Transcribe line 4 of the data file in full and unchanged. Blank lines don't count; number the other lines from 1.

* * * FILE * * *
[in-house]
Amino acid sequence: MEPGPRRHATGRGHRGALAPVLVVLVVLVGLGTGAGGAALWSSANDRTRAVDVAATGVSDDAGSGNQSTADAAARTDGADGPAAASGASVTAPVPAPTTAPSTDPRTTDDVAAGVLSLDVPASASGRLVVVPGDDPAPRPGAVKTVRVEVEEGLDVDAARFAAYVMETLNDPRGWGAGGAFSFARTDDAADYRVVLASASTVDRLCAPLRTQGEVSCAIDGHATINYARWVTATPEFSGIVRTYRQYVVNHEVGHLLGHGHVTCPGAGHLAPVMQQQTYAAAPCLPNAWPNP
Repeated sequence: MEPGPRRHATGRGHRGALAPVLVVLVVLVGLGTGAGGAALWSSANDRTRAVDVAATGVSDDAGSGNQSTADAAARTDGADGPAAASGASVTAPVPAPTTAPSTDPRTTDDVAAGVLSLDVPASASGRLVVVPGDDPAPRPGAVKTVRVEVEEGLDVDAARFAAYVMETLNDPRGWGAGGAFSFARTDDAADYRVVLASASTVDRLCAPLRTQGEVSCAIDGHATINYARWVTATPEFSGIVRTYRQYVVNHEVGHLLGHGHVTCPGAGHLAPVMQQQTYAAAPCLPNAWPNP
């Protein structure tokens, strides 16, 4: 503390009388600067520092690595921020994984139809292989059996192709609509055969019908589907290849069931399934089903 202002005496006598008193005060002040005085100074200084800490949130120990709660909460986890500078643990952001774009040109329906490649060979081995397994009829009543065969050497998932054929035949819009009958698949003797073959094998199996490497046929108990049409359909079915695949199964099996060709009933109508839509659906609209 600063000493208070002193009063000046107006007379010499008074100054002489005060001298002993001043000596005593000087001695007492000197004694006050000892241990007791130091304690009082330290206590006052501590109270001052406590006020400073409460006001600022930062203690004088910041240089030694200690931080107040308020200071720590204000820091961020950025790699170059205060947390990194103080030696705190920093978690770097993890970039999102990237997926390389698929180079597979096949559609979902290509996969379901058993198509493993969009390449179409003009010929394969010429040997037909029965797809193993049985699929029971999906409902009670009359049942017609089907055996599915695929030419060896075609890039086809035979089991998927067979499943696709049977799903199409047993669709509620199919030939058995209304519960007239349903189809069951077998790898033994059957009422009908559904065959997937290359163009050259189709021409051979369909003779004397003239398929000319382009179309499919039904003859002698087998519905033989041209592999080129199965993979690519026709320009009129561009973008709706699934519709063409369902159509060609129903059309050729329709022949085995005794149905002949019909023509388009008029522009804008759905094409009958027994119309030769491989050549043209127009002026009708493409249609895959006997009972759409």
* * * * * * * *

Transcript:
């Protein structure tokens, strides 16, 4: 503390009388600067520092690595921020994984139809292989059996192709609509055969019908589907290849069931399934089903 202002005496006598008193005060002040005085100074200084800490949130120990709660909460986890500078643990952001774009040109329906490649060979081995397994009829009543065969050497998932054929035949819009009958698949003797073959094998199996490497046929108990049409359909079915695949199964099996060709009933109508839509659906609209 600063000493208070002193009063000046107006007379010499008074100054002489005060001298002993001043000596005593000087001695007492000197004694006050000892241990007791130091304690009082330290206590006052501590109270001052406590006020400073409460006001600022930062203690004088910041240089030694200690931080107040308020200071720590204000820091961020950025790699170059205060947390990194103080030696705190920093978690770097993890970039999102990237997926390389698929180079597979096949559609979902290509996969379901058993198509493993969009390449179409003009010929394969010429040997037909029965797809193993049985699929029971999906409902009670009359049942017609089907055996599915695929030419060896075609890039086809035979089991998927067979499943696709049977799903199409047993669709509620199919030939058995209304519960007239349903189809069951077998790898033994059957009422009908559904065959997937290359163009050259189709021409051979369909003779004397003239398929000319382009179309499919039904003859002698087998519905033989041209592999080129199965993979690519026709320009009129561009973008709706699934519709063409369902159509060609129903059309050729329709022949085995005794149905002949019909023509388009008029522009804008759905094409009958027994119309030769491989050549043209127009002026009708493409249609895959006997009972759409």